Although most experiences for a food lover in Iceland revolve around the capital, Reykjavík, there are a few other places around the island that are worth visiting. With a long history of seafaring, Iceland is naturally a hotspot for finding great seafood, prepared in both traditional and new ways that represent a global mix. You can find a little bit of everything in Iceland and here are our top picks.
This gradually transforming part of Reykjavík used to be a fish-processing area used only by the fishing company HB Grandi that sits close by. Now the fish-storing units have been turned into quality cafés, such as the Coocoo’s Nest, an Italian-style café, Kaffivagnin, a retro coffee shop with a harbor view, and Valdís, one of the best ice cream shops in Reykjavík. You can also find specialty shops, such as Burið Delicatessen, an Icelandic cheese shop, and Matarburið, a specialty meat shop.
A former shabby bus station, Hlemmur Food Hall is now home to a wide variety of food-truck-style offerings in a spacious open-atrium building. In the European-style food hall, you can find coffee at Te og Kaffi, Mexican food at La Poblana, artisanal bread at Brauð & Co., Vietnamese street food at Báhn Mí, and nitrogen-frozen ice cream at Ísleifur Heppni.
It is no surprise that Reykjavík has many incredible restaurants with mouth-watering seafood, as Iceland is a seafaring nation with centuries of practice in cultivating the best preparations. In central Reykjavík, there is a lot for a food lover to enjoy. Fiskmarkaðurinn, which means “The Fish Market,” is housed in one of the area’s oldest buildings and offers all the best Icelandic seafood, including salted cod, Atlantic catfish, salmon, blue ling, langoustine tails, and flounder. There is also Snaps, a French bistro where you can try mussels caught from Breiðafjörður Bay just north of Reykjavík, and Þrír Frakkar, one of the oldest restaurants in town with a long history of being very well received.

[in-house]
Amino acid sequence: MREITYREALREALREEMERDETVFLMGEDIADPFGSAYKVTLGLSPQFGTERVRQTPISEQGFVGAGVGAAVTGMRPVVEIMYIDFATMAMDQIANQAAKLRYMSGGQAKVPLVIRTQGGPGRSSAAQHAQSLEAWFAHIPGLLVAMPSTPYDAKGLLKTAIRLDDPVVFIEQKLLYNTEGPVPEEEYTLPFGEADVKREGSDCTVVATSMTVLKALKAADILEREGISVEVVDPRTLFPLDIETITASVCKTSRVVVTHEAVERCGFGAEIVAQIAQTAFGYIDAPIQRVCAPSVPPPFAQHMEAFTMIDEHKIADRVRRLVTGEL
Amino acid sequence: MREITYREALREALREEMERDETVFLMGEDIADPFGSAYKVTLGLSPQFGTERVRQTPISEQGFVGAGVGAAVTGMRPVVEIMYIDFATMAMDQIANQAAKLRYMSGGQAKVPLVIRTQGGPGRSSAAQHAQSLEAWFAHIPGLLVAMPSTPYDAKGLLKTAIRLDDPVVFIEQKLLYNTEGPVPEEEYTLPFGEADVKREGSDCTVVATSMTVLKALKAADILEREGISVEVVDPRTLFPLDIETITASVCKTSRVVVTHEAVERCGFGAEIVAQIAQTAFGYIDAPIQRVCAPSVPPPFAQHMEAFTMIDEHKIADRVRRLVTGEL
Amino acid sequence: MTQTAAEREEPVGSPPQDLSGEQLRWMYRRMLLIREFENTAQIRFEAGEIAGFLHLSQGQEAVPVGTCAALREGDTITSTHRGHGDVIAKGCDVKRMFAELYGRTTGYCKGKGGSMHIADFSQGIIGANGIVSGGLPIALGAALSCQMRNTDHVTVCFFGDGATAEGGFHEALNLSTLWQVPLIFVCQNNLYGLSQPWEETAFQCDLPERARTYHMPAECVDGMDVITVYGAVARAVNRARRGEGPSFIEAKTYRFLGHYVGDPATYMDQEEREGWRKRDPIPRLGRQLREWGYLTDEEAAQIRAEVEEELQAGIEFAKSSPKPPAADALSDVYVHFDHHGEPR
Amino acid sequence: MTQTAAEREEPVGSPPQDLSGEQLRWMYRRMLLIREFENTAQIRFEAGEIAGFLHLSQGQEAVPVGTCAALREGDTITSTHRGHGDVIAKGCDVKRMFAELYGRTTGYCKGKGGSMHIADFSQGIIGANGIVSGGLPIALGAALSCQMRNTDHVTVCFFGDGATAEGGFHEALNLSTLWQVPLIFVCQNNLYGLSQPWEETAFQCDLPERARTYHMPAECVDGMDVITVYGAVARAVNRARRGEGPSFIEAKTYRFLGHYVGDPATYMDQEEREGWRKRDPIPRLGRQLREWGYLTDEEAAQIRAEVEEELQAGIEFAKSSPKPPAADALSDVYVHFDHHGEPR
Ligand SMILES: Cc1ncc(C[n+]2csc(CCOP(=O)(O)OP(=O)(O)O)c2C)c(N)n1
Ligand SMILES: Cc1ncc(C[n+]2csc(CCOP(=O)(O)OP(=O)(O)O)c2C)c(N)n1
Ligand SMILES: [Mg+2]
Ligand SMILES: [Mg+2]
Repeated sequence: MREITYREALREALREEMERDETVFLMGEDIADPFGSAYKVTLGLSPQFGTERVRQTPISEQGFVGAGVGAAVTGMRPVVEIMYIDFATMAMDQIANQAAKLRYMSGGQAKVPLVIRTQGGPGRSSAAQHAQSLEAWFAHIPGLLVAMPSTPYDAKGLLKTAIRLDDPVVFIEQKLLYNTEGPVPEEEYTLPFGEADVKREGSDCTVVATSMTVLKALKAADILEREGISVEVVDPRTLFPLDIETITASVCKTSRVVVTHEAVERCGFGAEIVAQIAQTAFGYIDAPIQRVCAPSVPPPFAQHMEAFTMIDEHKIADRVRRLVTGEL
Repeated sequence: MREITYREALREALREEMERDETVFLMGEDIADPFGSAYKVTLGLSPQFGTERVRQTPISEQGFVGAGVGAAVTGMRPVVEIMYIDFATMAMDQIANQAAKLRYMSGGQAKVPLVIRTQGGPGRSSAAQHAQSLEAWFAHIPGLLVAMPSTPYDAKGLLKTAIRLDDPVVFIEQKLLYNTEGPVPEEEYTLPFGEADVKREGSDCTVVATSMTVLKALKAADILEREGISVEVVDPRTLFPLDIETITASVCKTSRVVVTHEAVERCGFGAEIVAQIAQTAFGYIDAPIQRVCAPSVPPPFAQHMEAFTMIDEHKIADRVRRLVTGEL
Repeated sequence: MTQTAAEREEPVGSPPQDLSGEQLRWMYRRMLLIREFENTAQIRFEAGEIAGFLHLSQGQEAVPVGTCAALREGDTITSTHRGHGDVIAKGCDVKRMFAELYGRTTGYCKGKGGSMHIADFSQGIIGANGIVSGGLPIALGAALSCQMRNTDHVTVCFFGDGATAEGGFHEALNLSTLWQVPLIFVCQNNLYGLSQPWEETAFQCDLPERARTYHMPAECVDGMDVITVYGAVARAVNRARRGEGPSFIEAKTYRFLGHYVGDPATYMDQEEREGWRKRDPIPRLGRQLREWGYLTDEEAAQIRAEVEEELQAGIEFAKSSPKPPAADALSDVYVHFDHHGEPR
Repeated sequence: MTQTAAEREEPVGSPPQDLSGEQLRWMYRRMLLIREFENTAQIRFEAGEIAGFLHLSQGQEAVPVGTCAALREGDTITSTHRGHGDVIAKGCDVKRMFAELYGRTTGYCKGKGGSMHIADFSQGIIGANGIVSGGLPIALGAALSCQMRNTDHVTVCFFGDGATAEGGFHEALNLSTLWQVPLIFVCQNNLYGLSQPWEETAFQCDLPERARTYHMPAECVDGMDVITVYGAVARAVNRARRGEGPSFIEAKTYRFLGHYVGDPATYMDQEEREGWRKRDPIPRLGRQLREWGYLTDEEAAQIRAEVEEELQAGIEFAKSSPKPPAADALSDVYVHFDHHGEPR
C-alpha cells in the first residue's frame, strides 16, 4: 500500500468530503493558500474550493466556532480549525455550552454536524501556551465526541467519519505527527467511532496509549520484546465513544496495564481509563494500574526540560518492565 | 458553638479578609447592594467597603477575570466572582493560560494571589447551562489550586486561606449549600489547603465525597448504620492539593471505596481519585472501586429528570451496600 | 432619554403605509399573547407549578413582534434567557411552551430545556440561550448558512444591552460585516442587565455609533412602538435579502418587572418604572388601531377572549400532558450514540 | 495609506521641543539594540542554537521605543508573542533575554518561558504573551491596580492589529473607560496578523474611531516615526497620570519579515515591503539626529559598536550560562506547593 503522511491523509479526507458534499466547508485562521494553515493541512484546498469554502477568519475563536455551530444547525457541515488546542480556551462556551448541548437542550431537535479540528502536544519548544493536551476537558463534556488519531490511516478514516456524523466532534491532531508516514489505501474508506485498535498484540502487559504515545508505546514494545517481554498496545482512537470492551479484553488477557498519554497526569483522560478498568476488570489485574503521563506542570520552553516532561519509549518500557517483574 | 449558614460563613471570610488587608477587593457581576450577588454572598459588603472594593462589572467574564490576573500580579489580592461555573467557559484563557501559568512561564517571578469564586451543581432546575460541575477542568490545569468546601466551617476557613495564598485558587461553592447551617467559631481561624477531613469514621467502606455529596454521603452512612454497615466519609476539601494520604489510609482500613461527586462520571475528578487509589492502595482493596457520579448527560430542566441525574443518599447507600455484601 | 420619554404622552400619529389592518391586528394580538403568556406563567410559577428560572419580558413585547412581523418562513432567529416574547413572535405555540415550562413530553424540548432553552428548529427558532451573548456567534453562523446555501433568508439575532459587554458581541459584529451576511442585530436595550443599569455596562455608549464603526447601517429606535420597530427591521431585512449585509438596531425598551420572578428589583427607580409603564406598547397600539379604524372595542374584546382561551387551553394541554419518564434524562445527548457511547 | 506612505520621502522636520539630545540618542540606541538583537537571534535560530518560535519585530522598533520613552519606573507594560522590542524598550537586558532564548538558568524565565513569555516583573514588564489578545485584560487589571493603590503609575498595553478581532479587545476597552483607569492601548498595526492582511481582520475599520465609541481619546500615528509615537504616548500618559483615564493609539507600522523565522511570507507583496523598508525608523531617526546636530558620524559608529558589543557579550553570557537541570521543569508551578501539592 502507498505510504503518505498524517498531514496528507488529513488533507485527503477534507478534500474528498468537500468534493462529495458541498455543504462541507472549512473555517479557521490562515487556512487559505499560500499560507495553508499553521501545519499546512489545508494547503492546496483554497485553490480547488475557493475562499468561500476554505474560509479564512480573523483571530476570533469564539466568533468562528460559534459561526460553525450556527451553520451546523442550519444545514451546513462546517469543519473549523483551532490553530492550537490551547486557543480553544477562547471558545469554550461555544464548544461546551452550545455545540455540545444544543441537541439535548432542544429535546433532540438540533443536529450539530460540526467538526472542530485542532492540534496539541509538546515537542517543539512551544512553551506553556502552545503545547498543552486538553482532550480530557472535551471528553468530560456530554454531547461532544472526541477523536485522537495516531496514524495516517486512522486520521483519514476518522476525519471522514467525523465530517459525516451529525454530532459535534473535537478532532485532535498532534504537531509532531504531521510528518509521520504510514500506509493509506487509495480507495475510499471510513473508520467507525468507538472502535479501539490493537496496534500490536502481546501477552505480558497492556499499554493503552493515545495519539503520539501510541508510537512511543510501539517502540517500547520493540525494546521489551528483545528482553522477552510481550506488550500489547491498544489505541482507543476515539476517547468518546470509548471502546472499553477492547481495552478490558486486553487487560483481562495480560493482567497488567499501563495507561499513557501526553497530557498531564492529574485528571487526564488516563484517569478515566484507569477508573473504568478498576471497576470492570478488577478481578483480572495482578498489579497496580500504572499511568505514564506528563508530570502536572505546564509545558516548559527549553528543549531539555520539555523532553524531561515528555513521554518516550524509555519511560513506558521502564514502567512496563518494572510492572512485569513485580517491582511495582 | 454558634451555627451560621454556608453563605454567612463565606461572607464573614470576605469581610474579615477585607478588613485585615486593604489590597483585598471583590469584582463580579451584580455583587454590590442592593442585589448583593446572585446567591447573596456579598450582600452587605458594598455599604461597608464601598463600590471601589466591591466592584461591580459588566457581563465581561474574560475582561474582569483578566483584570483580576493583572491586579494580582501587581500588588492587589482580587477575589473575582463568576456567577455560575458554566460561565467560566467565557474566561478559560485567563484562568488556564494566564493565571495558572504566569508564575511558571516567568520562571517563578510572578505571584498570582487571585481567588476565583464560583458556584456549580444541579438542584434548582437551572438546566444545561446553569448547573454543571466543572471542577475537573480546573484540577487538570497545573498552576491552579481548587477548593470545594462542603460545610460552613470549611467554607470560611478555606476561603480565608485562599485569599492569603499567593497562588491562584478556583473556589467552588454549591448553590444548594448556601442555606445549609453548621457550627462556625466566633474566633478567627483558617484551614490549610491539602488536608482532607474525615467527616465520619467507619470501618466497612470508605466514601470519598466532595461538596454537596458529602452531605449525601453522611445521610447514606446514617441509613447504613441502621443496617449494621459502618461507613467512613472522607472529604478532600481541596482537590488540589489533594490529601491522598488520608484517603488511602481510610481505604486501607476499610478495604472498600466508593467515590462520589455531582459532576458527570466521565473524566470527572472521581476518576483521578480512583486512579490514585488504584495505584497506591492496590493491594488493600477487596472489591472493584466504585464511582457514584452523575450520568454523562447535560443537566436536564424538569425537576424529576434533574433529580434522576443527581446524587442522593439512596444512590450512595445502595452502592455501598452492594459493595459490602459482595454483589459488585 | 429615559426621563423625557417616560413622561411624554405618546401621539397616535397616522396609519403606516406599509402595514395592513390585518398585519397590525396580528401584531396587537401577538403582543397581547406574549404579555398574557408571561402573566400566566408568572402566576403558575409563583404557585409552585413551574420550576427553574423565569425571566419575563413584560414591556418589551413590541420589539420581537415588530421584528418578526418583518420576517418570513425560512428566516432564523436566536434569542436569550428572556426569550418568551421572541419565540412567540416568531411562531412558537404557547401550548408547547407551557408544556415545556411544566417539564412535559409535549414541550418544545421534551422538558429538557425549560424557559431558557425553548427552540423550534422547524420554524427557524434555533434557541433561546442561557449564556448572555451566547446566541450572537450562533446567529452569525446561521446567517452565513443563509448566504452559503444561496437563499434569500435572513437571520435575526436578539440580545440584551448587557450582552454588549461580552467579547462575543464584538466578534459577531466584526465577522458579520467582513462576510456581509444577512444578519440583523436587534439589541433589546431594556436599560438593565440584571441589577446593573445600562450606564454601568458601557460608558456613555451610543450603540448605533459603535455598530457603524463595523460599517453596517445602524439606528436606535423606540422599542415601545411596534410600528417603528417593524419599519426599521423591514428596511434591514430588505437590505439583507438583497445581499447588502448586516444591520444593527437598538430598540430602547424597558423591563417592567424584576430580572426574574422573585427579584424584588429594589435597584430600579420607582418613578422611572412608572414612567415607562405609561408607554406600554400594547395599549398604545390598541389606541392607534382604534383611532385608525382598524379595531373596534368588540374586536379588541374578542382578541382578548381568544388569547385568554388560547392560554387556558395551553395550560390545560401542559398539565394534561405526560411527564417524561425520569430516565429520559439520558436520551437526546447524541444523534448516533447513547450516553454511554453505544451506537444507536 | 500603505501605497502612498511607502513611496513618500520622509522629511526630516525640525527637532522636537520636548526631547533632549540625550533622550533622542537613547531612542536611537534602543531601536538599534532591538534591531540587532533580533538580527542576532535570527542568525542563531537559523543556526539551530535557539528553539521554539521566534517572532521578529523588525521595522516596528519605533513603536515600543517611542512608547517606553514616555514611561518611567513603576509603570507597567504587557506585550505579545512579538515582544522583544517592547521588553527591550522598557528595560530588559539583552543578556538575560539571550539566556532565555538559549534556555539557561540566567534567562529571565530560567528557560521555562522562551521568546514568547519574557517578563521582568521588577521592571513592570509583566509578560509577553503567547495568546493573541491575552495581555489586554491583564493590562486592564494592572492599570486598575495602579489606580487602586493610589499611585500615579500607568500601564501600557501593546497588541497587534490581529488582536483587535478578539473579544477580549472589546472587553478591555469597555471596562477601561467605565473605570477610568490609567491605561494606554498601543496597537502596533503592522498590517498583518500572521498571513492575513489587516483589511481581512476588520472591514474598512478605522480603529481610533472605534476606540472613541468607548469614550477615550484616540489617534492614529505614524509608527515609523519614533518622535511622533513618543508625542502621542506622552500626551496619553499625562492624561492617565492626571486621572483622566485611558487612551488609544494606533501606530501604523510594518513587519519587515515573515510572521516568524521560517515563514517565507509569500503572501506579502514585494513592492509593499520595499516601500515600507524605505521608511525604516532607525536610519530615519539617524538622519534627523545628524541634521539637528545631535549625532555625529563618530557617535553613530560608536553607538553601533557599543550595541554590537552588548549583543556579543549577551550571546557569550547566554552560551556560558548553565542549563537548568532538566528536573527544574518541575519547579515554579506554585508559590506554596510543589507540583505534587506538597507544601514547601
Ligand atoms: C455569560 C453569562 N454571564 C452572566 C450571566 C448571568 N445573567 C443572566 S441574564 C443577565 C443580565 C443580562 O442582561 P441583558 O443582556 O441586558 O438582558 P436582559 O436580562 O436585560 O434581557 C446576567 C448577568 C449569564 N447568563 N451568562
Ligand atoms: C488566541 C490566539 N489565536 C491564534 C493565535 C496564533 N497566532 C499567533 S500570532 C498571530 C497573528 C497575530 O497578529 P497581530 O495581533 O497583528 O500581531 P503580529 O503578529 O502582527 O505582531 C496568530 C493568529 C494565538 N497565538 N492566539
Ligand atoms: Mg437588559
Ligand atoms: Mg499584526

In this west residential area of Reykjavík you can find Kaffivest, a cozy place with a rotating menu of local dishes, the eclectic and tiny grocery store called Melabúðin, and Oddsson Bazaar, an Italian menu located inside a trendy design hotel.
This quaint town on the Snæfelsness Peninsula has a few great restaurants specializing in local seafood. Narfeyrarstofa, Plássið, and Sjavarpakkhúsið are all great places to start exploring the local specials, such as mussels straight from the bay.
In this tucked-away town in the Westfjörds of Iceland, food lovers should check out Húsið for local beer and fish soup, Tjöruhúsið for their renowned fish stew, or plokkfiskur, and Gamla Bakarið for an array of desserts.
This is the second-largest town in Iceland after the capital and offers many places for food lovers to explore. Kaffi Kú, located only ten kilometers (6.2 miles) from Akureyri, allows guests to enjoy their meal in a shed while watching cows get milked—quite a farm-fresh experience. Strikið offers great views of the bay, classic cocktails, and classic Icelandic dishes, like lamb and reindeer. At the café Berlin, you can eat breakfast all day in a timber-lined cabin.
In the whale-watching capital of Europe, Húsavík’s quaint backdrop has a surprising amount of options for food lovers for such a tiny place. Café Hvalbakur (whaleback) is operated by the whale-watching company North Sailing, and here you can find homemade pastries and warm drinks for your post-sailing treat. Naustið nearby on the harbor offers excellent fresh fish and vegetables on skewers. Also on the harbor is the classy Fish and Chips, where you can get cod golden-battered to perfection.
This town located about 40 kilometers (25 miles) east of Reykjavík is famous for its numerous geothermal springs. This has made it a sweet spot for huge greenhouses. At the restaurant Varmá, located in the Frost & Fire Hotel, you can taste some of these greenhouse vegetables yourself. Skyrgerðin is also an eclectic, vintage-style café offering delicious, traditional Icelandic dishes and local ingredients.
In this beautiful “capital” of the Eastfjörds, often overlooked as a foodie destination for its lack of a town culture, you can find a number of interesting spots worth visiting. At Salt Bistro you can try an impressive flatbread pizza or a tandoori dish, quite international for the rural area. Also check out Café Nielsen, located in the oldest house in Egilstaðir (a cottage, really) where you can have lobster soup and reindeer.
In this beautifully scenic lake region close to Akureyri in the north, there are many clusters of dining options. In the Vógar area you can find the Vógafjós Cowshed, where you can watch the cows through the windows of this rustic café offering great local dishes, including hamburgers. Also wort visiting is the restaurant Sel, located in the Mývatn Hótel, where you can try freshly caught trout prepared in various ways, as well as the local specialty bread, geysir bread, baked in a special oven container in water close to hot springs.